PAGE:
One key difference between Gawain's and Dante's journey lies in the overall tone and purpose of their quests. Gawain's journey in Sir Gawain and the Green Knight is primarily a test of his knightly virtues, centred around concepts of chivalry, honour and loyalty. His encounter with the Green Knight is a moral challenge that forces him to confront his own weaknesses and test his courage. On the other hand, Dante's approach in The Divine Comedy is an intricate exploration of sin, redemption and the afterlife. It delves into theological and philosophical themes, offering a profound spiritual and moral journey for both the protagonist and the readers. Additionally, the realms that the protagonists traverse differ significantly. Gawain's journey takes place within the earthly realm, where the events and challenges are grounded in a tangible reality. In contrast, Dante's journey encompasses the realms of Hell, Purgatory, and Paradise, which are metaphysical and represent different stages of the soul's journey towards divine salvation. Dante's journey has a wider range scope, encompassing the entire afterlife and addressing broader existential questions (Field, 1971; Bellomo, 2012).

Figure 10: Sir Gawain and the Green Knight (14th century)

To conclude, Dante Alighieri's impact transcends literature, as his pioneering use of the Italian vernacular in The Divine Comedy revolutionised the literary landscape, elevating Italian as a language suitable for literary expression and contributing to the development of Italian national identity and cultural unity. His genius as a poet and philosopher, celebrated worldwide, stems from his profound insights into the human experience, his penetrating critiques of political and societal realities, and his poetic craftsmanship, establishing him as an enduring figure of intellectual and artistic excellence. Dante's enduring influence shapes the literary and cultural landscape, solidifying his place as one of the most significant figures in Western literature and a beacon of intellectual and artistic brilliance, ensuring the continued appreciation and study of his works for generations to come.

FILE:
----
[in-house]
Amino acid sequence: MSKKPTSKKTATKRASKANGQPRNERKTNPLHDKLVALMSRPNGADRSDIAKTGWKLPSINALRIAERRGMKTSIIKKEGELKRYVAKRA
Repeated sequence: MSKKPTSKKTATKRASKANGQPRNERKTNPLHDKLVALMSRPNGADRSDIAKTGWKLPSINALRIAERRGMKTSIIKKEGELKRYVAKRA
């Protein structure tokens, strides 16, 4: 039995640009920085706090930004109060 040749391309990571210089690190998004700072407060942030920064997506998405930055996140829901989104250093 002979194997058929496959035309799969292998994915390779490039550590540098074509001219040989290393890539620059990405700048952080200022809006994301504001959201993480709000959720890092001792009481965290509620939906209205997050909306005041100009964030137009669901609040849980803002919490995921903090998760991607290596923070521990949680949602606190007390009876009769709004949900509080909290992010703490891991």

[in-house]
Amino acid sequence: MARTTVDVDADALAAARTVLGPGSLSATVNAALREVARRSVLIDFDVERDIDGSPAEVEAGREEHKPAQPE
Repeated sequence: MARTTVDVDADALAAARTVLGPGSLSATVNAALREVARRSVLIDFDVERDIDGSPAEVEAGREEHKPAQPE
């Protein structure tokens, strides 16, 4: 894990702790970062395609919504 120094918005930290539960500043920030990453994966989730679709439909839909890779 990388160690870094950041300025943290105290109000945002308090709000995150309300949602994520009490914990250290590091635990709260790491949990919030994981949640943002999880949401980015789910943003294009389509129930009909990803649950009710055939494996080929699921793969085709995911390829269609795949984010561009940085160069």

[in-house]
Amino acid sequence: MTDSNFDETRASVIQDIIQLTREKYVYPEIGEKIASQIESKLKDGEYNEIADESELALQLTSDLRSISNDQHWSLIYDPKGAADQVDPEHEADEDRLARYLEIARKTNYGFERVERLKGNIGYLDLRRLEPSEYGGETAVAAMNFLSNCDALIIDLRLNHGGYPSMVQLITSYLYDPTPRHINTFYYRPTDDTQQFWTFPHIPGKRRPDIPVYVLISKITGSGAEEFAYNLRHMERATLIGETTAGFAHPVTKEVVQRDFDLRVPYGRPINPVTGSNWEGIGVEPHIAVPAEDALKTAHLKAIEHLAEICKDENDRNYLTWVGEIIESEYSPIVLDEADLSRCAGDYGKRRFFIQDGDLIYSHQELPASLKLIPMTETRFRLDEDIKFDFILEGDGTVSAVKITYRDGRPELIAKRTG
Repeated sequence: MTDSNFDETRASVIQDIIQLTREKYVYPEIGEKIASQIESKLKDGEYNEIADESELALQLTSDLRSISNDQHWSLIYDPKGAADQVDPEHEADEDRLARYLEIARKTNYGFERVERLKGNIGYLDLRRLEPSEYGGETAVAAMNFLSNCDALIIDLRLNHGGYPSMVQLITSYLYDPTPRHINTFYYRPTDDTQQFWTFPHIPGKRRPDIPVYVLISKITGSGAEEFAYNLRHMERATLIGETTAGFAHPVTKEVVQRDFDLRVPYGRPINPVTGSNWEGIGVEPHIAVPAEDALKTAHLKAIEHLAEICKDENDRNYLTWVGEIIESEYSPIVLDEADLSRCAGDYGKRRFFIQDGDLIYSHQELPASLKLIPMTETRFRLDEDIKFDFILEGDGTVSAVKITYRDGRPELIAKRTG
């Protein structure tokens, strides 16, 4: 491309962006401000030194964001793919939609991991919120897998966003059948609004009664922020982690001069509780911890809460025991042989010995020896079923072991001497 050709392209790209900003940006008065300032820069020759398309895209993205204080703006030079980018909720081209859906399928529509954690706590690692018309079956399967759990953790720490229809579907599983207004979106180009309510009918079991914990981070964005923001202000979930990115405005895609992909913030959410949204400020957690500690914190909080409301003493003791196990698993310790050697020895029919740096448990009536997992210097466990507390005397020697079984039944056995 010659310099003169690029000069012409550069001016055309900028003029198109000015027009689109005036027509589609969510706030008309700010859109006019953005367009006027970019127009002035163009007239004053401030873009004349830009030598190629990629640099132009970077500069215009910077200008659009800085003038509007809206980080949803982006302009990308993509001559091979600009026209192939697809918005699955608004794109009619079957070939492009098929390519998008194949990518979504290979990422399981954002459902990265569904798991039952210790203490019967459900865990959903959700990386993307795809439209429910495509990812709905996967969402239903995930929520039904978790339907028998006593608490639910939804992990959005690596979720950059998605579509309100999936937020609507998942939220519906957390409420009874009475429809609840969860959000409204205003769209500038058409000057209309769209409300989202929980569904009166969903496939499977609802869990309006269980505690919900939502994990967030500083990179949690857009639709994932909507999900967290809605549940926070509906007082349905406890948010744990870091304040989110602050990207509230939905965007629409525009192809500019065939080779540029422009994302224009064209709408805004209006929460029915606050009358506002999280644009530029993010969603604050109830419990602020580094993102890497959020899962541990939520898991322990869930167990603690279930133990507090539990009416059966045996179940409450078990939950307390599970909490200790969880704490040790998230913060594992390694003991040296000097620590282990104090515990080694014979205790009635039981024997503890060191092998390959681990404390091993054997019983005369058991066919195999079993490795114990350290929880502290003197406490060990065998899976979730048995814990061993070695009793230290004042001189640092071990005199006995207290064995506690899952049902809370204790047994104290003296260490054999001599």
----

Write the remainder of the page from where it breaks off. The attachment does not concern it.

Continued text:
Bibliographical References

Alighieri D. (2012) La Divina Commedia. (Original work published 1472). Retrieved June 5, 2023, from

Bellomo, S. (2012). Filologia e critica dantesca. La Scuola.

Columbia University Libraries. (n.d.) The Divine Comedy by Dante Alighieri. Digital Dante. Retrieved June 5, 2023, from

Field, P.J.C. (1971). A Rereading of "Sir Gawain and the Green Knight". Studies in Philology, 68(3), pp. 255-269. University of North Carolina Press.

Genesini, P. (2022). Letteratura italiana 123. [Lectures notes retrieved at:]

Inglese, G. (2006). Dante: guida alla divina commedia. Carocci.

Ledda, G. (2016). Leggere la Commedia. Guide alle grandi opere. Il Mulino.

Sambugar, M., & Salà, G. (2004). GAOT - Generi autori opere temi (Vol. 1). La Nuova Italia

Sambugar, M. & Salà, G. (2007). Gaot +, edizione ampliata. Antologia della Divina Commedia. La Nuova Italia.

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Deborah Zaccai